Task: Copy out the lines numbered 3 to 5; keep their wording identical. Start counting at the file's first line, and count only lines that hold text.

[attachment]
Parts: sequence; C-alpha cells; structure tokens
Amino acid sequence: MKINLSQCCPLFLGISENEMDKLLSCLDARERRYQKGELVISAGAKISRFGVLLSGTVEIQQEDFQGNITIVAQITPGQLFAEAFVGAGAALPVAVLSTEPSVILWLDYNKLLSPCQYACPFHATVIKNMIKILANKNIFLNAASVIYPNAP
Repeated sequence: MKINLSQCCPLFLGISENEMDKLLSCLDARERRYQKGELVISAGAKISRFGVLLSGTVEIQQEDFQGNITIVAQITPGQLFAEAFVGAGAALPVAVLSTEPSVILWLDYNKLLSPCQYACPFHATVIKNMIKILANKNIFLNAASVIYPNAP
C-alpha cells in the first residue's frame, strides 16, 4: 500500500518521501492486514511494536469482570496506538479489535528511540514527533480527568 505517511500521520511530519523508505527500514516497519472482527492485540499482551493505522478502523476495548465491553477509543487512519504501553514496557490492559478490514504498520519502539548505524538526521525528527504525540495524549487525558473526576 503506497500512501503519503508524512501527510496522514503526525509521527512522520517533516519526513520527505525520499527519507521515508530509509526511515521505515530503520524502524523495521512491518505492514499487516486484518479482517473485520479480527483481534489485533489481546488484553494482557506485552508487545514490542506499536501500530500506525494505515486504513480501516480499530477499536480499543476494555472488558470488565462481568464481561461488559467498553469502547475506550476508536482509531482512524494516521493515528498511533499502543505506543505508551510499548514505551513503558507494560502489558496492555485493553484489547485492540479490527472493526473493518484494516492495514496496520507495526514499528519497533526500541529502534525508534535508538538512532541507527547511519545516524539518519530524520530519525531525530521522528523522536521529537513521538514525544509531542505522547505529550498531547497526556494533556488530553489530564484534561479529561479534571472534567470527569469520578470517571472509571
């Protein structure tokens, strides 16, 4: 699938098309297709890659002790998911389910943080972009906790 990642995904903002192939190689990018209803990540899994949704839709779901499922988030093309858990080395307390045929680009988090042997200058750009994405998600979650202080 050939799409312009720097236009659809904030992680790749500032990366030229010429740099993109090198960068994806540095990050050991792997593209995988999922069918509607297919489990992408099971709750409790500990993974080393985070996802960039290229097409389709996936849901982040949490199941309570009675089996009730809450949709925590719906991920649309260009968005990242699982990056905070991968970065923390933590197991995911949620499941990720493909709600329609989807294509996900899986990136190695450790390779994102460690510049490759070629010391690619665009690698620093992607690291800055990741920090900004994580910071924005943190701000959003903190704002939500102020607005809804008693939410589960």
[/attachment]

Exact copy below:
Repeated sequence: MKINLSQCCPLFLGISENEMDKLLSCLDARERRYQKGELVISAGAKISRFGVLLSGTVEIQQEDFQGNITIVAQITPGQLFAEAFVGAGAALPVAVLSTEPSVILWLDYNKLLSPCQYACPFHATVIKNMIKILANKNIFLNAASVIYPNAP
C-alpha cells in the first residue's frame, strides 16, 4: 500500500518521501492486514511494536469482570496506538479489535528511540514527533480527568 505517511500521520511530519523508505527500514516497519472482527492485540499482551493505522478502523476495548465491553477509543487512519504501553514496557490492559478490514504498520519502539548505524538526521525528527504525540495524549487525558473526576 503506497500512501503519503508524512501527510496522514503526525509521527512522520517533516519526513520527505525520499527519507521515508530509509526511515521505515530503520524502524523495521512491518505492514499487516486484518479482517473485520479480527483481534489485533489481546488484553494482557506485552508487545514490542506499536501500530500506525494505515486504513480501516480499530477499536480499543476494555472488558470488565462481568464481561461488559467498553469502547475506550476508536482509531482512524494516521493515528498511533499502543505506543505508551510499548514505551513503558507494560502489558496492555485493553484489547485492540479490527472493526473493518484494516492495514496496520507495526514499528519497533526500541529502534525508534535508538538512532541507527547511519545516524539518519530524520530519525531525530521522528523522536521529537513521538514525544509531542505522547505529550498531547497526556494533556488530553489530564484534561479529561479534571472534567470527569469520578470517571472509571
């Protein structure tokens, strides 16, 4: 699938098309297709890659002790998911389910943080972009906790 990642995904903002192939190689990018209803990540899994949704839709779901499922988030093309858990080395307390045929680009988090042997200058750009994405998600979650202080 050939799409312009720097236009659809904030992680790749500032990366030229010429740099993109090198960068994806540095990050050991792997593209995988999922069918509607297919489990992408099971709750409790500990993974080393985070996802960039290229097409389709996936849901982040949490199941309570009675089996009730809450949709925590719906991920649309260009968005990242699982990056905070991968970065923390933590197991995911949620499941990720493909709600329609989807294509996900899986990136190695450790390779994102460690510049490759070629010391690619665009690698620093992607690291800055990741920090900004994580910071924005943190701000959003903190704002939500102020607005809804008693939410589960």